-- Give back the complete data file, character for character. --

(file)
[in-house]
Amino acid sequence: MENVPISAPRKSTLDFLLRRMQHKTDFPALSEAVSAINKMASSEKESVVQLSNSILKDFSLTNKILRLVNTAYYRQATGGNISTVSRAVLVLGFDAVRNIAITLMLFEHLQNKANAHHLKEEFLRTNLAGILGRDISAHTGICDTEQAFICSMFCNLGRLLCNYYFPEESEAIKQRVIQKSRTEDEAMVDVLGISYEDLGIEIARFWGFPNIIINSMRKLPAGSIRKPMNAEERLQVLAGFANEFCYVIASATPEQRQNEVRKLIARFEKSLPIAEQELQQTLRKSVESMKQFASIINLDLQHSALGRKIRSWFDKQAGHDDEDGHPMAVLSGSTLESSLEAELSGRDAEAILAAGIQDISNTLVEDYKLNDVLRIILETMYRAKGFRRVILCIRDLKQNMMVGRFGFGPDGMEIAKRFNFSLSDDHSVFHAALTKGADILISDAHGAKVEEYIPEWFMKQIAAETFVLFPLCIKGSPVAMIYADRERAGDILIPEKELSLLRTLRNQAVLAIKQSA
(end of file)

[in-house]
Amino acid sequence: MENVPISAPRKSTLDFLLRRMQHKTDFPALSEAVSAINKMASSEKESVVQLSNSILKDFSLTNKILRLVNTAYYRQATGGNISTVSRAVLVLGFDAVRNIAITLMLFEHLQNKANAHHLKEEFLRTNLAGILGRDISAHTGICDTEQAFICSMFCNLGRLLCNYYFPEESEAIKQRVIQKSRTEDEAMVDVLGISYEDLGIEIARFWGFPNIIINSMRKLPAGSIRKPMNAEERLQVLAGFANEFCYVIASATPEQRQNEVRKLIARFEKSLPIAEQELQQTLRKSVESMKQFASIINLDLQHSALGRKIRSWFDKQAGHDDEDGHPMAVLSGSTLESSLEAELSGRDAEAILAAGIQDISNTLVEDYKLNDVLRIILETMYRAKGFRRVILCIRDLKQNMMVGRFGFGPDGMEIAKRFNFSLSDDHSVFHAALTKGADILISDAHGAKVEEYIPEWFMKQIAAETFVLFPLCIKGSPVAMIYADRERAGDILIPEKELSLLRTLRNQAVLAIKQSA